Wednesday was incredibly eventful. I spent a good chunk of the afternoon on a work related conference call, but immediately afterwards a large contingent of extended family members invaded. This was, of course, expected. My Aunt Diane and her husband Greg weren't able to make it, but everyone else I mentioned last time was around the house. This meant that there were ten of us for dinner (my parents, myself, my brother, my maternal Grandparents, my Uncle Mark, his wife April, and my cousins Daniel and Adam). My Uncle Mark and his family live in San Diego, so I only get to see them once or twice a year. Hanging out with them was cool, but it's sometimes strange to think that my cousins are supposed to be the same generation as I am (Daniel is the older of the two brothers, and I'm more than twice his age... and I'm old enough to be Adam's father).
Very, very odd.
Anyway, the visit was very good, and I had a very good time with them. Afterwards, I went out with Chris (as it was his last night in town) and we headed over to Derek's place. We ended up talking a lot, along with firing many Nerf weapons at each other for hours, before switching to Lazer Tag - which I kicked some butt with by getting creative with my positioning. Chris may win with real tactical situations and weapons, but I still own with Lazer Tag - this I declare. Much fun was had, and there's a funny (totally alcohol free) story involving Chris which, while hilarious to me, he would murder me with a hammer if I disclosed here... so I won't... but trust me when I say it's very, very funny. I probably came home at 2:45 or so, and promptly crashed for the evening.
We put Andy (my 21 year old cat) to sleep today. I talked about it enough last time that I don't feel like going over it again (and really don't want to think about it) - so instead I'm going to talk about a bunch of other things that I'm using to distract myself.
First off, there's a very interesting article over on Slate from yesterday about the "Dark Side" of Youtube. I found it especially interesting, as I am a LiveVideo user primarily (look at my totally awesome profile there and subscribe), and not a Youtuber much anymore (although I am trying to get myself into mirroring content on Youtube again). The fear is that since so much video sharing is done from just once site that the democratic theory of online video isn't really what we thought it would be. I for one use LiveVideo primarily, which is having a few issues lately - which is too bad. LiveVideo can go one of two ways, either expand and get bigger, or implode and die. I'm hoping for the former over the latter, as I have 575 subscribers on LiveVideo, and only 33 on Youtube. I have hope for the LiveVideo launch though.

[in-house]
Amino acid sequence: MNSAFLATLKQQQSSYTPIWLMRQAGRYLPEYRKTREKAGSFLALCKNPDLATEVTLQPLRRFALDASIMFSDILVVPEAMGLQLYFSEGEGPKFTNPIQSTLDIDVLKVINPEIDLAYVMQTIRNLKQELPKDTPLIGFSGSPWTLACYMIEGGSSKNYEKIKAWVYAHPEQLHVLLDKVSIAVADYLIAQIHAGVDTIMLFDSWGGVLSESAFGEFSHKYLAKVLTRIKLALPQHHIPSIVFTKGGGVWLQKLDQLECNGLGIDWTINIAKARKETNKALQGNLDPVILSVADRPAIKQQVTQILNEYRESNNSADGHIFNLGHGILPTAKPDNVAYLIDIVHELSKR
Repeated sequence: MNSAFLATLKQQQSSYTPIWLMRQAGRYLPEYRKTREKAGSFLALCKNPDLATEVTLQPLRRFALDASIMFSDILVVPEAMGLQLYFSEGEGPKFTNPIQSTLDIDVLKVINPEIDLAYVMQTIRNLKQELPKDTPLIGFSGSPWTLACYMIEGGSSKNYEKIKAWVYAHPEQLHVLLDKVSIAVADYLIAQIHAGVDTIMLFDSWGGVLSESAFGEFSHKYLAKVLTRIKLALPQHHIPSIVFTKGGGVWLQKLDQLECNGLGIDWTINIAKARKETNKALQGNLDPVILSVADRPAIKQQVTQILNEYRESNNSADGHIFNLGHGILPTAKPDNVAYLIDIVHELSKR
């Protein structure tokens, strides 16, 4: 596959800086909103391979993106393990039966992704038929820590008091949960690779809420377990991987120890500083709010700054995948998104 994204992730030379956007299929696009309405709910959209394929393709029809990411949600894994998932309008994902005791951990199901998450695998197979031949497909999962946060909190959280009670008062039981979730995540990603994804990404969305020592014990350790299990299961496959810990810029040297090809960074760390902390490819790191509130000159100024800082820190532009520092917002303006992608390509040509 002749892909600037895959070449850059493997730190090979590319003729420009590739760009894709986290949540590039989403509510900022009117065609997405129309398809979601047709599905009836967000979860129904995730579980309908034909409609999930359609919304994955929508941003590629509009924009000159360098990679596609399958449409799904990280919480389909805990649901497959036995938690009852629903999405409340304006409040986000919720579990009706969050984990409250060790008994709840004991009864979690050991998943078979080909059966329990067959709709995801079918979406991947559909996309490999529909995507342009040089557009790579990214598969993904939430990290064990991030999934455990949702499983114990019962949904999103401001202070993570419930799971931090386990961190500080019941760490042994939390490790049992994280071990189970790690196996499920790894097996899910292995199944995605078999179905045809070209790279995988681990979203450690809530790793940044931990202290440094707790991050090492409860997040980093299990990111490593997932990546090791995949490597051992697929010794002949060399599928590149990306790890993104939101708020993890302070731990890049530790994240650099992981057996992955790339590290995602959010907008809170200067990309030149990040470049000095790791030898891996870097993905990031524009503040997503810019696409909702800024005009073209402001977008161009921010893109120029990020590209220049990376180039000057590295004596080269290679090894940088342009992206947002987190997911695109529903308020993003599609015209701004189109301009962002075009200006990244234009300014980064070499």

I also ran across an interesting essay from about ten years ago written about problems with people's bizarre definitions of "True Fans" in fandom. The essay is about Transformers specifically, but I think the lessons from it can easily be applied to most fandom circles I've run across - from Star Trek to Anime to Ninja Turtles. More often than not, when someone says "True Fan" they mean "Anyone who agrees with my personal opinion." On a related note, there's a rather funny related article on one of my favorite Wikis on the topic as well. Apply the lessons from this to factions of your chosen fandom liberally.
In a moment of "Amazon.com may want to repair there algorithm or at least pay attention to it more often," for a while today a cigarette dispenser shaped like a donkey was listed as Amazon.com's #1 Mover and Shaker in TOY category on their website. They corrected their error after it hit the blogs this morning, but I took a screenshot because of the bizarre humor of the situation. Apparently this thing is featured in the new Hairspray movie, hence why the collectors are hunting them down.